I also worked with Warwick Davies in a Christmas horror called ‘Tell Him Next Year’. I’ve also done lots of short films and commercials, though I enjoy Theatre over Film any day! That’s where you are truly acting.

MW: That’s a bit like books and me. I love my kindle and believe it is a marvellous invention. However, it doesn’t quite replace my love for the printed book; the smell, the feel of the pages, even better if it is an ear chewed second hand version!

Do you prefer e-book formats or the traditional paper and hardback versions?

HGS: I am the same as you Matilda, except one little thing, I have a dislike for the E-book. I cannot bear to think that eventually books will be extinct and be replaced with Kindles and such, because I know that nothing can replace the feel, smell, and touch of a lovely book, it’s just irreplaceable!

MW: Are you the type of person that constantly carries around a notepad to jot down ideas or are you more in the technical age and use a dictaphone or other sound recording devices?

HGS: Well, up until now, I have never ever jotted down ideas. I just keep the ideas in my head and let my fingers do the writing. If I forget something I just re-read my work so I can get back into the flow of the storyline. I guess as I write more twisting and darkening plots I will need to start making notes, I’ve still so much to learn about writing, as I tend to get my tenses mixed up when I write, that’s a hard one isn’t it?

MW: Yes tenses are difficult. I get told off by my editor for them and I find the whole ‘show not tell’ rule challenging at times too. But the difficulties are what make us grow us writers.

What tips or advice would you offer to writers who are about to join the published community?

HGS: No. 1 Listen to your fans. If they want a sequel or another book based on your first book then try and do it. If they have put in the time to read your book that they truly love and want you to write another one don’t refuse. Otherwise they’ll lose interest and may not want to read your new works. Mum has also taught me that ‘give and take’ with other people is very important, so exchange ideas with other authors and review their work, take on board criticism as well because that’s how you grow in anything you do.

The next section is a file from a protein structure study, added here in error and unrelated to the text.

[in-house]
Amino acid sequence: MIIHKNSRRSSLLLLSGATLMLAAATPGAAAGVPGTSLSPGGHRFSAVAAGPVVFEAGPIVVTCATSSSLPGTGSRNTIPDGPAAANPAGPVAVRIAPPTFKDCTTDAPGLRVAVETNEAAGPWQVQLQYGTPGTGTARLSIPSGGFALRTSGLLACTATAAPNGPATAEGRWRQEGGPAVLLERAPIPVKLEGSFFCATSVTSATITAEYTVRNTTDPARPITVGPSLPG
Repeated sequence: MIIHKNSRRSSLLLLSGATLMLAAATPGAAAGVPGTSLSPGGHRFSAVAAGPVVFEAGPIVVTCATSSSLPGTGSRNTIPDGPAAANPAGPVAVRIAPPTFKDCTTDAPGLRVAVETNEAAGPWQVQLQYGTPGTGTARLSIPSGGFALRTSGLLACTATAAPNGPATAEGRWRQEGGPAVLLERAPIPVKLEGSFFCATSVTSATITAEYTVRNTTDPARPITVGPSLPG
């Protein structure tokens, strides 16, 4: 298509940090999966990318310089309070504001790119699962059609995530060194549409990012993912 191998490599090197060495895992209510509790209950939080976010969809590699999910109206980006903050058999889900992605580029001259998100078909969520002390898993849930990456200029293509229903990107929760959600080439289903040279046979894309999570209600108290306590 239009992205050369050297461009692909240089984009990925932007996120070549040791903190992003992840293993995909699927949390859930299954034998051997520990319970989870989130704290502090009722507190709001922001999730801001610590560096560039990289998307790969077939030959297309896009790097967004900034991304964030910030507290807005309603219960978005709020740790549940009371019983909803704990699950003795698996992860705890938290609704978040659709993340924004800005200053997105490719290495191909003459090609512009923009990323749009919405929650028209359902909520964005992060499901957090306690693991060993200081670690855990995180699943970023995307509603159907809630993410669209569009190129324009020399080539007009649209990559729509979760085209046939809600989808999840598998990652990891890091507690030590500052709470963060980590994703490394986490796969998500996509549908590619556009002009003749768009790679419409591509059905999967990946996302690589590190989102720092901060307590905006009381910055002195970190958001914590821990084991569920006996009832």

MW: Yet again, mum is right! I’m beginning to see a theme appearing!!

You seem to have a good understanding of your readers wants. Which authors, past or present, have greatly influenced your style?

HGS: Some writers have inspired me, some have even hypnotised me with their amazing writing, but I don’t think anyone has actually influenced my style. I guess when I tried to write my first book it was based on what was happening to me at school and a lot of observations in the playground, made my book characters ‘Billy & Ethan’ really come to be. I’m also very young so I don’t think I have developed a style just yet.

The people that inspire me the most are:
My Mum - She’s always there for me, in everything I do.
Mark Haddon - I aspire to write like him!
Susanne Collins - Her Hunger Games trilogy- astounded me!
Anthony Horowitz - Love the Alex Rider series.
My librarian - She’s a nice lady that is always cheery and helps you out if you need a hand and is looking forward to getting a signed copy of my book!

MW: You are still at school. How do you balance your school and homework with your writing?

HGS: I always write after dinner, but if I feel really inspired I will tap away at my IPad because I will probably forget any new inspiration I have for my book. Also, I try to do all my homework first, get that out of the way, then relax on the X-Box, have my lovely dinner. Go to my room and write away, I find it very relaxing to write too.